From April to November 1915 (when the decision to evacuate was made), Liman had to fight off numerous attacks against his defensive positions. The British tried another landing at Suvla Bay, but this also was halted by the Ottoman defenders. The only bright spot for the British in this entire operation was that they managed to evacuate their positions without much loss. However, this battle was a major victory for the Ottoman army and some of the credit is given to the generalship of Liman von Sanders.

Early in 1915, the previous head of the German military mission to the Ottoman Empire, Baron von der Goltz arrived in Istanbul as military advisor to the (essentially powerless) Sultan, Mehmed V. The old Baron did not get along with Liman von Sanders and did not like the three Pashas (Enver Pasha, Cemal Pasha and Talat) who ran the Ottoman Empire during the war. The Baron proposed some major offensives against the British, but these proposals came to nothing in the face of Allied offensives against the Ottomans on three fronts (the Dardanelles, the Caucusus Front, and the newly opened Mesopotamian Front). Liman was rid of the old Baron when Enver Pasha sent him to fight the British in Mesopotamia in October 1915. (Goltz died there six months later just before the British army at Kut surrendered).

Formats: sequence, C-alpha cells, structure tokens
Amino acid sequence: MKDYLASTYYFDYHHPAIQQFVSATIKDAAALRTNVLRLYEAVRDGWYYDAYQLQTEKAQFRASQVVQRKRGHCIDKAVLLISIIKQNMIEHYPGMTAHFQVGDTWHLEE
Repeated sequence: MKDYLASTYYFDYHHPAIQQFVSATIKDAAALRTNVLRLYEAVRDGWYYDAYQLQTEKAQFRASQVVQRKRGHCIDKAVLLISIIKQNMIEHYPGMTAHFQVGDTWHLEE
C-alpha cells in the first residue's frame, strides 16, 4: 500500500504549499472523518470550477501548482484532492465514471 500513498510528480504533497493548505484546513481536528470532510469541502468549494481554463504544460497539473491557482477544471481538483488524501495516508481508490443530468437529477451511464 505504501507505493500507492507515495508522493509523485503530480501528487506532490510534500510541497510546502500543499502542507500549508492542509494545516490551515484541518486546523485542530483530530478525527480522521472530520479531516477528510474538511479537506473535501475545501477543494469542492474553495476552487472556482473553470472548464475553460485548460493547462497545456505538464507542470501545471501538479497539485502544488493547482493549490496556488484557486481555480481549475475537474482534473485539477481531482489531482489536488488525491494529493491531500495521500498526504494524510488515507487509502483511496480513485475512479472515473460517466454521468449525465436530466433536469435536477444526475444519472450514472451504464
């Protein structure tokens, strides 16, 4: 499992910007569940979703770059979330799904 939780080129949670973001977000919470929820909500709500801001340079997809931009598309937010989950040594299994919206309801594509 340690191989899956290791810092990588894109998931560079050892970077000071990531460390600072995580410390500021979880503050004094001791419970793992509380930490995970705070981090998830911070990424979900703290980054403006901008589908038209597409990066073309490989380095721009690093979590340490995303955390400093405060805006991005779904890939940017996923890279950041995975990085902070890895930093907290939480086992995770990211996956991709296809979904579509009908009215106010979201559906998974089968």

In 1918, the last year of the war, Liman von Sanders took over command of the Ottoman army during the Sinai and Palestine Campaign, replacing the German General Erich von Falkenhayn who had been defeated by British General Allenby at the end of 1917.

Liman was hampered by the significant decline in power of the Ottoman army. His forces were unable to do anything more than occupy defensive positions and wait for the British attack. The attack was a long time in coming, but when General Allenby finally unleashed his army, the entire Ottoman army was destroyed in a week of fighting (see the Battle of Megiddo). In the rout, Liman was nearly captured by British soldiers.

After the war ended he was arrested in Malta in February 1919 on charges of having committed war crimes, but he was released six months later. He retired from the German army that year.

In 1927 he published a book he had written in captivity in Malta about his experiences before and during the war (there is an English translation). Two years later Otto Liman von Sanders died in Munich at the age of seventy-four.